[linux-audio-dev] [OT] Linux, audio and the breach of GPL

Marek Peteraj marpet at naex.sk
Sun Apr 11 16:00:24 UTC 2004

On Sun, 2004-04-11 at 16:12, Simon Jenkins wrote:
> Marek Peteraj wrote:
> >Suppose you view a webpage which says:
> >SoftwareX for $30 -> buy/download
> >
> >How will you know if it's GPL or proprietary?
> >
> I won't unless they tell me. But I don't normally spend $30 without
> finding out what it is I'm buying first.

Frankly, how does that answer the question? :)

> >Again, the GPL states that "you may charge a fee for the physical act of
> >transferring a copy", so you're not charging for the *copy* itself.
> >You're not paying for sw, you're paying for the service of providing the
> >sw.
> >
> That's from section 1, conncerning source transfer. There's no such 
> restriction
> in section 3 concerning object/executeable transfer.

"under the terms of Section 1,2", but i'm repeating myself here.

>  See FAQ "Does the GPL
> allow me to sell copies of the program for money?"
> "Yes, the GPL allows everyone to do this. The right to sell copies 
> <http://www.gnu.org/philosophy/selling.html> is part of the
> definition of free software. Except in one special situation, there is 
> no limit on
> what price you can charge. (The one exception is the required written 
> offer to
> provide source code that must accompany binary-only release.)"

Pretty much what i said in my first post in this thread.
But read again:"you may charge a fee for the physical act of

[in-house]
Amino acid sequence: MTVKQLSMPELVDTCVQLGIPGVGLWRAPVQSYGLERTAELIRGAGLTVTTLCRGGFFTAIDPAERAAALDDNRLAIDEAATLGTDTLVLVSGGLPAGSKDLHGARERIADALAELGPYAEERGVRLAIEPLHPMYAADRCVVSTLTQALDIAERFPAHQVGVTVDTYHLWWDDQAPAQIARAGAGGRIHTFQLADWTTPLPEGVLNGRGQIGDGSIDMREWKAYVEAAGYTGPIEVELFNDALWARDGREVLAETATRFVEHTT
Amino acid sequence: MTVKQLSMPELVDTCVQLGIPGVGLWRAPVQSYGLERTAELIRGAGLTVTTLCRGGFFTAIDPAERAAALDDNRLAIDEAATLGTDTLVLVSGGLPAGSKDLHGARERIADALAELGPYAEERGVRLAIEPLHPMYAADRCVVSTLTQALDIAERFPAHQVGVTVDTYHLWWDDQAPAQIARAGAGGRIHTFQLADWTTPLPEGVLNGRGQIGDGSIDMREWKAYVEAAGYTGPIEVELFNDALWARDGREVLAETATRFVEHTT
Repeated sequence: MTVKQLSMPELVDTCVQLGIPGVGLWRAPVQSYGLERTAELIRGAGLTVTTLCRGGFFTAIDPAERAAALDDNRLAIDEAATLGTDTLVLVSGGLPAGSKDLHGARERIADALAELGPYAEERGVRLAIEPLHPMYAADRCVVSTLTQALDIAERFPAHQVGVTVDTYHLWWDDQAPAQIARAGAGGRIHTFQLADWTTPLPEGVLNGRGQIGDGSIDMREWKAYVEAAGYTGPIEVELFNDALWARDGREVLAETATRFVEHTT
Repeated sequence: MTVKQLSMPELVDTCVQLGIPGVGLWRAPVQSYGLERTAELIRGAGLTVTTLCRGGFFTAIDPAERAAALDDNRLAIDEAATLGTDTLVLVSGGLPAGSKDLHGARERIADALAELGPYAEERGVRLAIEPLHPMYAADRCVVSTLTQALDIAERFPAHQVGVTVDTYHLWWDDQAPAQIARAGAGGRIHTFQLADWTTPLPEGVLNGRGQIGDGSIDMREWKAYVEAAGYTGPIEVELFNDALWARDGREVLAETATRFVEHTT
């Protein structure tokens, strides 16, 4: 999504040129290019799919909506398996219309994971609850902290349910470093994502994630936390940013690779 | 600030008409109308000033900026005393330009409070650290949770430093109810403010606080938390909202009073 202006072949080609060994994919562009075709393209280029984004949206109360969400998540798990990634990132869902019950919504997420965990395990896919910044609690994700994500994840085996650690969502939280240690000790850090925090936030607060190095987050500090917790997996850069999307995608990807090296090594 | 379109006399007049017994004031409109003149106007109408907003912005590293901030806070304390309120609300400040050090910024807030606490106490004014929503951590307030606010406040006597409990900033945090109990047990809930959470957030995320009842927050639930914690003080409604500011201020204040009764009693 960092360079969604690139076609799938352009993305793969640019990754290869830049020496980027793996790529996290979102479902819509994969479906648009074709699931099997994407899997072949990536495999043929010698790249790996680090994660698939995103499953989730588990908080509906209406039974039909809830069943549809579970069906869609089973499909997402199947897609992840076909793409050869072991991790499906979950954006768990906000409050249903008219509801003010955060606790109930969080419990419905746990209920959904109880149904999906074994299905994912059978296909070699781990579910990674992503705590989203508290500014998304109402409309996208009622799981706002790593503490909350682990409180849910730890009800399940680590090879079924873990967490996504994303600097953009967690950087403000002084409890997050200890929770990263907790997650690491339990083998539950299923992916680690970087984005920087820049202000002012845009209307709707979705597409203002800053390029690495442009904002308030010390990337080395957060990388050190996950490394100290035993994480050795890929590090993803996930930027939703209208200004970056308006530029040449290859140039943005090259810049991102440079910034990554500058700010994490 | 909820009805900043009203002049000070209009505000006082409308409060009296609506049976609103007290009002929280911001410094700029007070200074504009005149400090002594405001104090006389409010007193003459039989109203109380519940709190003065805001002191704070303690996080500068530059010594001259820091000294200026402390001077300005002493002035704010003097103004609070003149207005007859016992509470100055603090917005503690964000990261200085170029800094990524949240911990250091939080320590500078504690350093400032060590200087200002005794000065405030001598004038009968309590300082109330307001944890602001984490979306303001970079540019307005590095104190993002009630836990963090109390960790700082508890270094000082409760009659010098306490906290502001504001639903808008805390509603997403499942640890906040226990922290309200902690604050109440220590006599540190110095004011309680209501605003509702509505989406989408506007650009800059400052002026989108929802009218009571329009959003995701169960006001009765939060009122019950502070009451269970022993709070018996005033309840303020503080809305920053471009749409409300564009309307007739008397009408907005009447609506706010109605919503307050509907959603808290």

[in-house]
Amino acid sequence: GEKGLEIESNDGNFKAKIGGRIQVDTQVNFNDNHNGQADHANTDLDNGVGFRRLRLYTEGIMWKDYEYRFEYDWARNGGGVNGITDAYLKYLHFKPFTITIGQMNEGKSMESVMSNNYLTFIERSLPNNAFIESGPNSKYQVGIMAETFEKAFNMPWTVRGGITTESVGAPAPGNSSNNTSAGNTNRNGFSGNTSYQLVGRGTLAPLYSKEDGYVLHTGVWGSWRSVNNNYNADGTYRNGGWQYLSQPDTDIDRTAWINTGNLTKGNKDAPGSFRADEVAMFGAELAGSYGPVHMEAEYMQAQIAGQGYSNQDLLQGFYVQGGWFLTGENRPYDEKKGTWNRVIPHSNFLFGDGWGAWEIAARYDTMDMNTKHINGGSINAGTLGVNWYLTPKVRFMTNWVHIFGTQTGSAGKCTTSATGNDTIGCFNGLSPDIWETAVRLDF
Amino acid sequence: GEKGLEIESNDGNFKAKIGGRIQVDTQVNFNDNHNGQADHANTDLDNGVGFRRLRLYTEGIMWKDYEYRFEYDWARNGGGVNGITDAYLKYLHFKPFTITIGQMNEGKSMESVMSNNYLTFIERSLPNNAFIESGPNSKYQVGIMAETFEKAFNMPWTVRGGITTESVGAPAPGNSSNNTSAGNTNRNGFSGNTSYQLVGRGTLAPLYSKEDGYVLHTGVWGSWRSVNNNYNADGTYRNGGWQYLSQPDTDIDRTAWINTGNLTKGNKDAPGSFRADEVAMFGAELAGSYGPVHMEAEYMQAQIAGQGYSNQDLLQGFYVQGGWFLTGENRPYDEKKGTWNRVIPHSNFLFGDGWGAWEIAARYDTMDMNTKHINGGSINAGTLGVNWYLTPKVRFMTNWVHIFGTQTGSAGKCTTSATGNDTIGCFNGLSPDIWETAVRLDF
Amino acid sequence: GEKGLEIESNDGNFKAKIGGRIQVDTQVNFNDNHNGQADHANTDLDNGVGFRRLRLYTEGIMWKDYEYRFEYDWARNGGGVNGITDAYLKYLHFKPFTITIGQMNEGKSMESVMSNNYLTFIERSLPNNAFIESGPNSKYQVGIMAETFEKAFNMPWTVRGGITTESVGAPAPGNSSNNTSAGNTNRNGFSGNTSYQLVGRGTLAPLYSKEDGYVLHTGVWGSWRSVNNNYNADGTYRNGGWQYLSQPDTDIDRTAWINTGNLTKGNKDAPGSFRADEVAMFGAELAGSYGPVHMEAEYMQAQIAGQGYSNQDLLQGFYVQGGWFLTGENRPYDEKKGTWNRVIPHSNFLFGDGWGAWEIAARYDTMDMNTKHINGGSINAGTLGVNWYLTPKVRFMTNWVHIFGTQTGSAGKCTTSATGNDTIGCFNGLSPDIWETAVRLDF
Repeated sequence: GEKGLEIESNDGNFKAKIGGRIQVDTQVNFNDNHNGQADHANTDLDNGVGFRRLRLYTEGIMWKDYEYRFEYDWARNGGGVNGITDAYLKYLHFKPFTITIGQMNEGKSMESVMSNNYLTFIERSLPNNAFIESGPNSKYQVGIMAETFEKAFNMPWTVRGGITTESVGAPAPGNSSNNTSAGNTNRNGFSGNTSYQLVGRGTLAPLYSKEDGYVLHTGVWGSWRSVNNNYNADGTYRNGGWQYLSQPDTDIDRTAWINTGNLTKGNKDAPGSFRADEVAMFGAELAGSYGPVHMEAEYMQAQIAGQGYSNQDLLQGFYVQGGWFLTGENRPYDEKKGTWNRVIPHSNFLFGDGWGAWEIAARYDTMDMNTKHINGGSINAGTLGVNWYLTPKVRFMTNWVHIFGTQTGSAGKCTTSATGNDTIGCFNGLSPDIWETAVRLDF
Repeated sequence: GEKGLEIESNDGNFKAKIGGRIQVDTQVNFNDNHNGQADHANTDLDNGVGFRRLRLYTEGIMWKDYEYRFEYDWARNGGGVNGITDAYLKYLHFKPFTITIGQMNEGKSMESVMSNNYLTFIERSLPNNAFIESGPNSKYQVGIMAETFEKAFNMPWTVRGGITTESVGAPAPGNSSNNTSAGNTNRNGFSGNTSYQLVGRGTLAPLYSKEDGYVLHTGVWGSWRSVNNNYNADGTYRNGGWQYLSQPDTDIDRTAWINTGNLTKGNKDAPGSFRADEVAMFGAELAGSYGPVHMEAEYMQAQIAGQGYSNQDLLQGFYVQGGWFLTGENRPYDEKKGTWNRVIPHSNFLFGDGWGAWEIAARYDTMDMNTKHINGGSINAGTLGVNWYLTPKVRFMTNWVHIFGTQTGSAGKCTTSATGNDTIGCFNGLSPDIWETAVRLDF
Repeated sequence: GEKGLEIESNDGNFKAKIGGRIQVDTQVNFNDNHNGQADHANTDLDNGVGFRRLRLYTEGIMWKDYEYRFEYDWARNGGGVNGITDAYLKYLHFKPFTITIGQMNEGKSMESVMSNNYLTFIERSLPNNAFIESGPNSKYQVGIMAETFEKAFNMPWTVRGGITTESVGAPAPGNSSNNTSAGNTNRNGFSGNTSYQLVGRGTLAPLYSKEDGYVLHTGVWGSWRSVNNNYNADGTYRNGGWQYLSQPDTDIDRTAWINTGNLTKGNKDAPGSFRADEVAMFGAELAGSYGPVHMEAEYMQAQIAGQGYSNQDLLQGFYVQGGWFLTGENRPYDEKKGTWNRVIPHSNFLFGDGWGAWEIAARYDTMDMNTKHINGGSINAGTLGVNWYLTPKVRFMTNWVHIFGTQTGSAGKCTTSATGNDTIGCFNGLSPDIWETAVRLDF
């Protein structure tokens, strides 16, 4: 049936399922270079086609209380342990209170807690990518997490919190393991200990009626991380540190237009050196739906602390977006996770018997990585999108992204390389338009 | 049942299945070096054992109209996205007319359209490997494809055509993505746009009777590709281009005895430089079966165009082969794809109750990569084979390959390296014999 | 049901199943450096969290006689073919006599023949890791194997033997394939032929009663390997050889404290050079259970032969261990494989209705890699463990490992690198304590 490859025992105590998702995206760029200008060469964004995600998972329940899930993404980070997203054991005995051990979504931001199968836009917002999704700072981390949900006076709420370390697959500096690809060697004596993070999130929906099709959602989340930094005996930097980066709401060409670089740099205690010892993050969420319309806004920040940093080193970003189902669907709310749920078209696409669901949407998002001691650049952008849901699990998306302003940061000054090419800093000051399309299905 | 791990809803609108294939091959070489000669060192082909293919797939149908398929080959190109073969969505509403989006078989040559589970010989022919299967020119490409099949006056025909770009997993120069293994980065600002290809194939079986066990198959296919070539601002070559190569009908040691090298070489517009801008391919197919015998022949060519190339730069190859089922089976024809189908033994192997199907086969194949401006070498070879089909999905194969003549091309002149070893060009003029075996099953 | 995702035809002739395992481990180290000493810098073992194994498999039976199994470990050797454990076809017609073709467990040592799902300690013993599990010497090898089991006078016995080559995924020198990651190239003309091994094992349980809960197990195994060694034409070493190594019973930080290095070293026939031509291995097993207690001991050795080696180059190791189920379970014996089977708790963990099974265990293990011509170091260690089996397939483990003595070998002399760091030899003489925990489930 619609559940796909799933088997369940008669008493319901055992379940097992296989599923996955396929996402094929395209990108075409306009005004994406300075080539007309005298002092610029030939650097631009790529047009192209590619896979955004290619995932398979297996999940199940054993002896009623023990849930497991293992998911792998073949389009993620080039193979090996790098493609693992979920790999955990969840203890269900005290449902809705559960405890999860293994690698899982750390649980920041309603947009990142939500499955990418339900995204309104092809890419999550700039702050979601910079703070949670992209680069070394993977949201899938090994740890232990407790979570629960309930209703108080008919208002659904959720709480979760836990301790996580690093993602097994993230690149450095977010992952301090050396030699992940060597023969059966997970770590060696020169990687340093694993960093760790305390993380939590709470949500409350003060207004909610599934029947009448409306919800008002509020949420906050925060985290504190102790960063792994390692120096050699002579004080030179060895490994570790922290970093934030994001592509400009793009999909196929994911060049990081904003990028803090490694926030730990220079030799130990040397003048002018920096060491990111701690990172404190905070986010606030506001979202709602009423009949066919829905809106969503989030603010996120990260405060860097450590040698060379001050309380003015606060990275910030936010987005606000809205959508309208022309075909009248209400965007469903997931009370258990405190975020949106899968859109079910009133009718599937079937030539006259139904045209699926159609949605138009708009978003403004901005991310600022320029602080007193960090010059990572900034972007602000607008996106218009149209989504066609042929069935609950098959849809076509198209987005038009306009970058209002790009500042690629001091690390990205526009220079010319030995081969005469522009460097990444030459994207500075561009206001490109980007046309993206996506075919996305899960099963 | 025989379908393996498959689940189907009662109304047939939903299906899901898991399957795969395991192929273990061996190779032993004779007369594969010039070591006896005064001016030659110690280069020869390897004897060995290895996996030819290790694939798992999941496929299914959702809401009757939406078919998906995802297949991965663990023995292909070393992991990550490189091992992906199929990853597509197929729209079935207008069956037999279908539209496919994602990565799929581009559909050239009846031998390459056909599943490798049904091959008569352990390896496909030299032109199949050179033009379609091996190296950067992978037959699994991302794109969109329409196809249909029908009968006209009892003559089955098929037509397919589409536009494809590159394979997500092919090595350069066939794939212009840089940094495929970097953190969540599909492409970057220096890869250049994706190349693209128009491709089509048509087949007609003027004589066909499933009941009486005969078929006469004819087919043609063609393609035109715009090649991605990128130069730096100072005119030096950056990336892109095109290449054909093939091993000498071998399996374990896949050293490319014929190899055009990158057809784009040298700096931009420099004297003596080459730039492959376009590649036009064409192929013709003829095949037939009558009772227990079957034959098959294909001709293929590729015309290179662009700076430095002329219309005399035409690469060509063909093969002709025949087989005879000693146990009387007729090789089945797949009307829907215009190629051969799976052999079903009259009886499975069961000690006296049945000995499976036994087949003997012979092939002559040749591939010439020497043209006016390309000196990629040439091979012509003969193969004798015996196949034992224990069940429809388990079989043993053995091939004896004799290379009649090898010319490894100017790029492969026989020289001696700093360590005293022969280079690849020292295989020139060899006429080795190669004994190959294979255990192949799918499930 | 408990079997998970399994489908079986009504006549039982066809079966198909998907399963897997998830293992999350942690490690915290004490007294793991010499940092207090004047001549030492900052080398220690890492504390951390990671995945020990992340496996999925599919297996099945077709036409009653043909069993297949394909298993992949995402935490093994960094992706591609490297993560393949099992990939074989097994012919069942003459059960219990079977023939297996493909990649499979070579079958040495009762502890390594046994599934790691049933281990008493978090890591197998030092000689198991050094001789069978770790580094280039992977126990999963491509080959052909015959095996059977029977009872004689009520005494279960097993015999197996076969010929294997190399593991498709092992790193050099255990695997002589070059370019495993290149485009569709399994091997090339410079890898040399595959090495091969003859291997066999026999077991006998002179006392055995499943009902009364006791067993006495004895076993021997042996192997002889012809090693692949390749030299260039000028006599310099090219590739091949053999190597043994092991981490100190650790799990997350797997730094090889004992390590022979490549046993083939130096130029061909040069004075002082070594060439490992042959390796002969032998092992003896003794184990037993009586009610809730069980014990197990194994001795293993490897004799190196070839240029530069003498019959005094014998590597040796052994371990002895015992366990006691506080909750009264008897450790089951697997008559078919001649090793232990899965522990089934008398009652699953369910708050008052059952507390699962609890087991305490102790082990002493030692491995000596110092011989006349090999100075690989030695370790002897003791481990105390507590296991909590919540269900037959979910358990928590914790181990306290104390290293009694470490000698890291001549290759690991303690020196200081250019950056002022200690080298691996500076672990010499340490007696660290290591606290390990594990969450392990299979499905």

transferring a copy".
Pretty much different from "you may charge for a copy" IMNSVHO.

> >Now suppose you're viewing a page that says:
> >Enter your product serial number and d/l SoftwareX.
> >
> >If this case is ok with respect to the GPL, does it really matter if the
> >GPL is shipped with the software at all?
> >
> Yes it matters. 

In this case??

> >The GPL doesn't allow you explicitly to restrict distribution in any
> >case. As the nature of GPL - 'general public' implies, you just can't
> >restrict if you choose to.
> >
> Its *re*distribution you can't restrict. 

> You can restrict your own 
> distribution
> of object/executeable as much as you like, 

OK, now explain exactly how the *GPL* *allows* it.

> > You have to have a legitimate reason to do
> >that. Offering services described above for a fee is one such reason.
> >
> "Because I don't want to" is a legitimate reason not to distribute the
> executeable to someone.

You can't be serious :))
It's like saying "Because i don't want to is a legitimate reason to not
comply with whatever"

> >>If I give
> >>them a written offer of source code instead then _some_ third parties 
> >>may also
> >>be entitled to the written offer
> >>    
> >>
> >
> >_some_ means not _any_: could you specify those entitled and those not?
> >
> What, *again*? OK then.
> If you distribute an executeable and provide a written offer of source 
> (section
> 3b) then your distributees may pass along the written offer to third parties
> (section 3c).

Well, seemed to me like you were talking about certain third parites,
but it's still about 'any third party'.


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